We are excited to begin our second season of working with volunteer backcountry scientists on the Helena National Forest. Winter Wildlands Alliance is coordinating with Wild Things Unlimited (WTU) and the Montana Wilderness Association, with support from the Helena National Forest, and Defenders of Wildlife, to get citizen scientists into the backcountry to monitor forest carnivore presence and activity along the Continental Divide in Montana. We will be using a combination of snow tracking and camera traps to document forest carnivores – which species and where they are – on the Helena National Forest.

The goal for project is to find out more about how forest carnivores, including lynx and wolverine, are using Forest Service lands along the Continental Divide. The area where we will be working, the Little Prickly Pear Creek drainage, is just over the Divide from where WTU has previously documented wolverine and lynx but little is known about how forest carnivores use the area on the east side of the Divide. The Helena National Forest is revising their long-term land management plan and the information collected during this project will help the Forest Service better understand the wildlife resources on the forest and guide management decisions that can help to protect wildlife and the wild lands they depend upon.

Last year backcountry scientist volunteers, along with WTU staff, conducted 53 snow-tracking surveys covering almost 200 miles. They documented lynx, wolverine, wolves, mountain lions, bobcats, coyotes, martens, weasels and more throughout the project area.  Volunteers were critical to the success of the project last year, allowing us to more than double the number of surveys conducted over the winter.

During our training workshop for new volunteers this past weekend we documented bobcat, coyote, both short and long-tailed weasels, snowshoe hare, and a variety of ungulate species. Snow tracking is a great way to read the landscape and understand how other species travel and live in wild places in the winter. For example, one group of volunteers came across a bloody cottontail rabbit buried in the snow. After studying tracks they were able to deduce that an epic battle had occurred, starting with a sneak attack by a weasel and ending in the rabbit’s demise (and the weasel’s dinner). We’re looking forward to reading more stories in the snow and gathering important information to inform the forest planning this winter.

Today, there’s big news that benefits everyone who loves getting outside, whether it’s to the backcountry or your local city park.

The Land and Water Conservation Fund, hailed as America’s best conservation program, will be reauthorized this week after expiring at the end of September. In its 50-year history, LWCF has helped build trails, parks, trailheads, and river put-ins, and other recreational facilities in all 50 states. If you love to play outside you have probably benefited from LWCF. Since its expiration in September, the outdoor recreation community and the larger conservation community have been raising a ruckus with policymakers about reauthorizing the fund.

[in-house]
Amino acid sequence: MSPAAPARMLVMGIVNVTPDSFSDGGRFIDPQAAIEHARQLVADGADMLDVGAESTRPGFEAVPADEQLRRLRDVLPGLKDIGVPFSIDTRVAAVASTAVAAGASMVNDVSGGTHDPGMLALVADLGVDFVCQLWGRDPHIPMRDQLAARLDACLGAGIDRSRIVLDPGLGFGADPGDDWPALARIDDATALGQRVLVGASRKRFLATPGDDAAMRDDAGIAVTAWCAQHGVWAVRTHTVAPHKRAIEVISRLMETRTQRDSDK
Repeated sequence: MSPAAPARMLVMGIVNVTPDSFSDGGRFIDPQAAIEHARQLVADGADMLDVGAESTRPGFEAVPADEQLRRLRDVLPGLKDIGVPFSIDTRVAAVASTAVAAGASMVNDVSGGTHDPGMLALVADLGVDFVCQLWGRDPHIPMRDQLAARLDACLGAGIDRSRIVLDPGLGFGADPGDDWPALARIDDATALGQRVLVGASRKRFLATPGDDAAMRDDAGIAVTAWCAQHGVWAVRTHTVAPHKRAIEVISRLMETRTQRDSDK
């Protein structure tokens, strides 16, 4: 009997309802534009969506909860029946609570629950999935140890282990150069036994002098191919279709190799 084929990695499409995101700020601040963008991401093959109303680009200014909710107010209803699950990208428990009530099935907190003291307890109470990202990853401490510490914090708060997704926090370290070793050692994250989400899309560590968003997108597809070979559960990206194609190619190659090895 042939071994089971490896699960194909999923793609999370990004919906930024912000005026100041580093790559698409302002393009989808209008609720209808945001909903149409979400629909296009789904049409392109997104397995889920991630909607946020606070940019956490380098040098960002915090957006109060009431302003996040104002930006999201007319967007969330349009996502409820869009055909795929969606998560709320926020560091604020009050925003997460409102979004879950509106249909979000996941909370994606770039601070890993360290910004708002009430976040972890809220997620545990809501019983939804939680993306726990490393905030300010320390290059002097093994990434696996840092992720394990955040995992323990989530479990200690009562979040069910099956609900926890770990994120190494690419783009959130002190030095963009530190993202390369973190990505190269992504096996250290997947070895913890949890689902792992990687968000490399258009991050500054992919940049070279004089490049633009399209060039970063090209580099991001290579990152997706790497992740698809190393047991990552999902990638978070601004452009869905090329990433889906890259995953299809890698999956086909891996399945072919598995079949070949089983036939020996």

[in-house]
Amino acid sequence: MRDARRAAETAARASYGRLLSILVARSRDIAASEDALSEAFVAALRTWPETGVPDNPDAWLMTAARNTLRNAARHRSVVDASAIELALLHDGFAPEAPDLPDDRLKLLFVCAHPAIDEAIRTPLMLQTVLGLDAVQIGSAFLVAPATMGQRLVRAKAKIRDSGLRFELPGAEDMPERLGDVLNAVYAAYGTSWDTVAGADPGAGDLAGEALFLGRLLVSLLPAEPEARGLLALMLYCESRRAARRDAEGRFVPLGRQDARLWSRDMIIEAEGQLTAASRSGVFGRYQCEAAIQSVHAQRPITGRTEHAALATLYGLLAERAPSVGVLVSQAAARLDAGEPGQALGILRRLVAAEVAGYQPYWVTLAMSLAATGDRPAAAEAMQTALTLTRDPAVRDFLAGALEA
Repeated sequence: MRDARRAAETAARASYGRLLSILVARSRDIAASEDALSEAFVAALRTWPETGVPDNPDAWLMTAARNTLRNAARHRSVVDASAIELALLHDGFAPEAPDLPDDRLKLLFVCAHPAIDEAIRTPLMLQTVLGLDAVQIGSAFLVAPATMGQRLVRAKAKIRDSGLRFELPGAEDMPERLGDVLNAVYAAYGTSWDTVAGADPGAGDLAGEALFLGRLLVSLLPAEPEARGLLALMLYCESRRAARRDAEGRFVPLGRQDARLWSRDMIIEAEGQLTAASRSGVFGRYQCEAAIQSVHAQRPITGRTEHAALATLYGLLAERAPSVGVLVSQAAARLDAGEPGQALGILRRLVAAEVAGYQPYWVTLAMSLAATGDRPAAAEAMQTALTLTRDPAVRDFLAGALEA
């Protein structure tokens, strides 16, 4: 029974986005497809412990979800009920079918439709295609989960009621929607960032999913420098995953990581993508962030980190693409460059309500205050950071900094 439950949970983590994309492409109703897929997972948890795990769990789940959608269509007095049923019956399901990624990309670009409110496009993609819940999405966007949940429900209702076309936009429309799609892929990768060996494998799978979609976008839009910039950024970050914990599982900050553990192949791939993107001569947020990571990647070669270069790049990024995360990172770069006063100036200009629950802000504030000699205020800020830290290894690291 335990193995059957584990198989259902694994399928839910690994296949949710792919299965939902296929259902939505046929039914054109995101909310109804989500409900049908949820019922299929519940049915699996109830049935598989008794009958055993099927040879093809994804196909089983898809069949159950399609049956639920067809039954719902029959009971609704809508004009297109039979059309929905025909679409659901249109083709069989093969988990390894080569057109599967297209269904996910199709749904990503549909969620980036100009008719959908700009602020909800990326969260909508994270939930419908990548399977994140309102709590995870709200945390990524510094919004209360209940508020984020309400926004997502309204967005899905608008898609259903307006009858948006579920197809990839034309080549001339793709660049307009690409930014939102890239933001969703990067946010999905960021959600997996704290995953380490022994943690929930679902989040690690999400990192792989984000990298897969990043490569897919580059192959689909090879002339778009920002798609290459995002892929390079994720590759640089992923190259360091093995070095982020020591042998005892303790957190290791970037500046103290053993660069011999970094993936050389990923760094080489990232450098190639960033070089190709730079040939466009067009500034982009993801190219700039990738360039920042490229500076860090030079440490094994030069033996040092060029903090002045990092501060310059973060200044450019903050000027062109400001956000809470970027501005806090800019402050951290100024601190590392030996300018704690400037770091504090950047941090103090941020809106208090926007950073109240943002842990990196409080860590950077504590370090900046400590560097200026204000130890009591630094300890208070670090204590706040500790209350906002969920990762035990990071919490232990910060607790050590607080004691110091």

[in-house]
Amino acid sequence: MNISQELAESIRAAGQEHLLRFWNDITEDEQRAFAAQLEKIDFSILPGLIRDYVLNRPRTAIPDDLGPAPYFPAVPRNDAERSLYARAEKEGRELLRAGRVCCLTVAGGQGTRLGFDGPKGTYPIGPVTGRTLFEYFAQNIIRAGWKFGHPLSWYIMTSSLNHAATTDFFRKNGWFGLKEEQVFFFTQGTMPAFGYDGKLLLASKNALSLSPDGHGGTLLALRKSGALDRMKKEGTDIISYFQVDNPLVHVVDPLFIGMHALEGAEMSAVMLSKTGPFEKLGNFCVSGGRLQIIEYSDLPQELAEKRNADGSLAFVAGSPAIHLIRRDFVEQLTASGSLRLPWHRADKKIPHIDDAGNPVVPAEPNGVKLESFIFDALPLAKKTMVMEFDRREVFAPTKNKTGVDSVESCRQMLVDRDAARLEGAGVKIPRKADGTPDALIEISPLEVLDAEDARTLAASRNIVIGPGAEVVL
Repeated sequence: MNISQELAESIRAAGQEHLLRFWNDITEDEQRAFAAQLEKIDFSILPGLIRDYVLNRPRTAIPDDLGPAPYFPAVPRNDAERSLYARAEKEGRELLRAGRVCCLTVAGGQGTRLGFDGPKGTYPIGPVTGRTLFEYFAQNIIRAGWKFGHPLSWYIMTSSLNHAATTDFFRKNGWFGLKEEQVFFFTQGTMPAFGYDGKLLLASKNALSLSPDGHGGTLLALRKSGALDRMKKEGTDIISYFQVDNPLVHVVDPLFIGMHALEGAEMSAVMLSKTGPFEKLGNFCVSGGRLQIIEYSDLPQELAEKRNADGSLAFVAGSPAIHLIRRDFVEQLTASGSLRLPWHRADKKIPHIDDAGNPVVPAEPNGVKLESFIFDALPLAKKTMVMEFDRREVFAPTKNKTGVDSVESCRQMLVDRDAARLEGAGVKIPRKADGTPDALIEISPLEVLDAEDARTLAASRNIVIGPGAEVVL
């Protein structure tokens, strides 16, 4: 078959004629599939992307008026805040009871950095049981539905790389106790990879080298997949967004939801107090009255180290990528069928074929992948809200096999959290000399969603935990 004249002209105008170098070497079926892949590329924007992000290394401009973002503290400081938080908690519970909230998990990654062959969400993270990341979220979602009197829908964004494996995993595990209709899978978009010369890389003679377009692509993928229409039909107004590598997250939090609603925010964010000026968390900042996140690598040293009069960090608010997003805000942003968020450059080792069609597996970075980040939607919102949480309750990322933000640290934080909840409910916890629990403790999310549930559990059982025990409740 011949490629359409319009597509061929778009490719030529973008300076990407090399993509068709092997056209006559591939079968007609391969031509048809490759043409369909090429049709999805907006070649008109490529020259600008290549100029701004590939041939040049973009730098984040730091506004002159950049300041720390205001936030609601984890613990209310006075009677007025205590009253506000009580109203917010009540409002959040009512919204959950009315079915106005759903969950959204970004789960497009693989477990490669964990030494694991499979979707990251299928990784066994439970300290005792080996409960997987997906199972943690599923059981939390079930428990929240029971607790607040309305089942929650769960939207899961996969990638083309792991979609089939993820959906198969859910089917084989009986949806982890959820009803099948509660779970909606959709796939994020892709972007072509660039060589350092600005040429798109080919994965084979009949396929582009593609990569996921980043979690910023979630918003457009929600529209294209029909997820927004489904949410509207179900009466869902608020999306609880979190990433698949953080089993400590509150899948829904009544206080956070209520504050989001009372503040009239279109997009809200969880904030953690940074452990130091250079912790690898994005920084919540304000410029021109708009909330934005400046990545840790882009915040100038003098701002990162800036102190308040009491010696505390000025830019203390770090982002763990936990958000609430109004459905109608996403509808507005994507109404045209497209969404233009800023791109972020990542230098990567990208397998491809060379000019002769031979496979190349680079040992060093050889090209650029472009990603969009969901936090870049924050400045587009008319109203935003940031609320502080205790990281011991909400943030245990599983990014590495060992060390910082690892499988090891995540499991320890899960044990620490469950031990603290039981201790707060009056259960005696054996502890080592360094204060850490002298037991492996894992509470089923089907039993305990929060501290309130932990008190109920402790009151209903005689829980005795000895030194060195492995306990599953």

Winter Wildlands Alliance members from across the country called and wrote their representatives and visited DC to tell policymakers why the Land and Water Conservation Fund matters. Thanks to the outpouring from our community and others, Congress included reauthorization of the program in its omnibus bill. In an incredibly tough political environment, we can count this as a huge success.

The program was reauthorized for 3 years at $450 million. The good news is that $450 million is 50% more than the fund has gotten in the last few years.  Of course, there is (always) more work to be done.  We had hoped for permanent reauthorization at $900 million. This means that there is more to do to get the program permanently reauthorized but this is a huge first step.

Every letter, call, and office visit ensured that this program stayed on Congress’s radar, and we have you to thank for that. With so much at stake, you made sure that Congress couldn’t afford to leave LWCF on the table. Without your help educating your representatives and making your priorities known, LWCF never would have made it through the gauntlet. There were an incredible number of other issues vying for a spot in the omnibus, so it’s a huge win that LWCF made it through.

To say we are stoked is an understatement.